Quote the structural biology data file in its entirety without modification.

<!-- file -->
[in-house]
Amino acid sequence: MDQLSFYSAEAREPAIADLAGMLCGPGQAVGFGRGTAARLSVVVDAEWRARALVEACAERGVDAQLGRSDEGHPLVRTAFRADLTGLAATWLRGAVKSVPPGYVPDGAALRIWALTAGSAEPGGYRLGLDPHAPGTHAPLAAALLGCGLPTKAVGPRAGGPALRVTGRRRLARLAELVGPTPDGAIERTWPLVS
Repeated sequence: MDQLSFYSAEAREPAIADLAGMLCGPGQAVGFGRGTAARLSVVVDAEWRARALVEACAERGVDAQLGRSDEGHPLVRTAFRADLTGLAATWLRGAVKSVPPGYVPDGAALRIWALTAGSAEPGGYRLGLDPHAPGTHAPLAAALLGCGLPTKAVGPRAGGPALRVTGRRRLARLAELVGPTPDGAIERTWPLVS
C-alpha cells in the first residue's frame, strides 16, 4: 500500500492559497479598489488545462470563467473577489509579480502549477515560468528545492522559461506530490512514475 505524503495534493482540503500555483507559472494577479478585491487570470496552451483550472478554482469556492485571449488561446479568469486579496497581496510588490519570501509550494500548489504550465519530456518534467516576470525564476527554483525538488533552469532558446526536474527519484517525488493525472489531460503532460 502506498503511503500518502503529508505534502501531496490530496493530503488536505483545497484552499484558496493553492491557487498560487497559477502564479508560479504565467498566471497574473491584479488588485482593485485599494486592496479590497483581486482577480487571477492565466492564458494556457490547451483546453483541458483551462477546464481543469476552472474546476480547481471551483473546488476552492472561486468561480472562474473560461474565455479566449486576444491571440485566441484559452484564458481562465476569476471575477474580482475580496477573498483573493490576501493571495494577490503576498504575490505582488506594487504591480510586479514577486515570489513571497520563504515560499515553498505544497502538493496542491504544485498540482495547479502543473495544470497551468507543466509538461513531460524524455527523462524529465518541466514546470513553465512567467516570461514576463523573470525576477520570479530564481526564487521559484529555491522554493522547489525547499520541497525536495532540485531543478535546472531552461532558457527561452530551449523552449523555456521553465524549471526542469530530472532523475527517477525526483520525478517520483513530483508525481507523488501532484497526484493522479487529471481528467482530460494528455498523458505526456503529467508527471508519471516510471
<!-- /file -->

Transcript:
[in-house]
Amino acid sequence: MDQLSFYSAEAREPAIADLAGMLCGPGQAVGFGRGTAARLSVVVDAEWRARALVEACAERGVDAQLGRSDEGHPLVRTAFRADLTGLAATWLRGAVKSVPPGYVPDGAALRIWALTAGSAEPGGYRLGLDPHAPGTHAPLAAALLGCGLPTKAVGPRAGGPALRVTGRRRLARLAELVGPTPDGAIERTWPLVS
Repeated sequence: MDQLSFYSAEAREPAIADLAGMLCGPGQAVGFGRGTAARLSVVVDAEWRARALVEACAERGVDAQLGRSDEGHPLVRTAFRADLTGLAATWLRGAVKSVPPGYVPDGAALRIWALTAGSAEPGGYRLGLDPHAPGTHAPLAAALLGCGLPTKAVGPRAGGPALRVTGRRRLARLAELVGPTPDGAIERTWPLVS
C-alpha cells in the first residue's frame, strides 16, 4: 500500500492559497479598489488545462470563467473577489509579480502549477515560468528545492522559461506530490512514475 505524503495534493482540503500555483507559472494577479478585491487570470496552451483550472478554482469556492485571449488561446479568469486579496497581496510588490519570501509550494500548489504550465519530456518534467516576470525564476527554483525538488533552469532558446526536474527519484517525488493525472489531460503532460 502506498503511503500518502503529508505534502501531496490530496493530503488536505483545497484552499484558496493553492491557487498560487497559477502564479508560479504565467498566471497574473491584479488588485482593485485599494486592496479590497483581486482577480487571477492565466492564458494556457490547451483546453483541458483551462477546464481543469476552472474546476480547481471551483473546488476552492472561486468561480472562474473560461474565455479566449486576444491571440485566441484559452484564458481562465476569476471575477474580482475580496477573498483573493490576501493571495494577490503576498504575490505582488506594487504591480510586479514577486515570489513571497520563504515560499515553498505544497502538493496542491504544485498540482495547479502543473495544470497551468507543466509538461513531460524524455527523462524529465518541466514546470513553465512567467516570461514576463523573470525576477520570479530564481526564487521559484529555491522554493522547489525547499520541497525536495532540485531543478535546472531552461532558457527561452530551449523552449523555456521553465524549471526542469530530472532523475527517477525526483520525478517520483513530483508525481507523488501532484497526484493522479487529471481528467482530460494528455498523458505526456503529467508527471508519471516510471